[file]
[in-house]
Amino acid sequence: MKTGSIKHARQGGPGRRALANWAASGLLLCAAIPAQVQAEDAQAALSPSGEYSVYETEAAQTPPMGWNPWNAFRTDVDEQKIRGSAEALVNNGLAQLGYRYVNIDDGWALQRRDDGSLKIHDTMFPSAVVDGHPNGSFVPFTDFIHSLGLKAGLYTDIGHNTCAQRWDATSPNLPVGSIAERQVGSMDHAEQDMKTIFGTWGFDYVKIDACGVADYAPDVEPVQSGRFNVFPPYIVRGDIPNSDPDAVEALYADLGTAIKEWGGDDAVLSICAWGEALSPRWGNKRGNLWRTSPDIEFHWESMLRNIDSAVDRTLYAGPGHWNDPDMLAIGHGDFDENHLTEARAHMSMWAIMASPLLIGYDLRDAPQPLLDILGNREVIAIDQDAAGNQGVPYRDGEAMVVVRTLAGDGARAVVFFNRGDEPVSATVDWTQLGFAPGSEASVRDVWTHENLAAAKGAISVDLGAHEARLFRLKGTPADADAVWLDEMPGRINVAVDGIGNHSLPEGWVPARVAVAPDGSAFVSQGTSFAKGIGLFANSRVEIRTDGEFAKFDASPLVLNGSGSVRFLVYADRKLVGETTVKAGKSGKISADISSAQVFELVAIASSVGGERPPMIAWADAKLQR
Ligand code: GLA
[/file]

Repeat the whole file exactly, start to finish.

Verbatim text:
[in-house]
Amino acid sequence: MKTGSIKHARQGGPGRRALANWAASGLLLCAAIPAQVQAEDAQAALSPSGEYSVYETEAAQTPPMGWNPWNAFRTDVDEQKIRGSAEALVNNGLAQLGYRYVNIDDGWALQRRDDGSLKIHDTMFPSAVVDGHPNGSFVPFTDFIHSLGLKAGLYTDIGHNTCAQRWDATSPNLPVGSIAERQVGSMDHAEQDMKTIFGTWGFDYVKIDACGVADYAPDVEPVQSGRFNVFPPYIVRGDIPNSDPDAVEALYADLGTAIKEWGGDDAVLSICAWGEALSPRWGNKRGNLWRTSPDIEFHWESMLRNIDSAVDRTLYAGPGHWNDPDMLAIGHGDFDENHLTEARAHMSMWAIMASPLLIGYDLRDAPQPLLDILGNREVIAIDQDAAGNQGVPYRDGEAMVVVRTLAGDGARAVVFFNRGDEPVSATVDWTQLGFAPGSEASVRDVWTHENLAAAKGAISVDLGAHEARLFRLKGTPADADAVWLDEMPGRINVAVDGIGNHSLPEGWVPARVAVAPDGSAFVSQGTSFAKGIGLFANSRVEIRTDGEFAKFDASPLVLNGSGSVRFLVYADRKLVGETTVKAGKSGKISADISSAQVFELVAIASSVGGERPPMIAWADAKLQR
Ligand code: GLA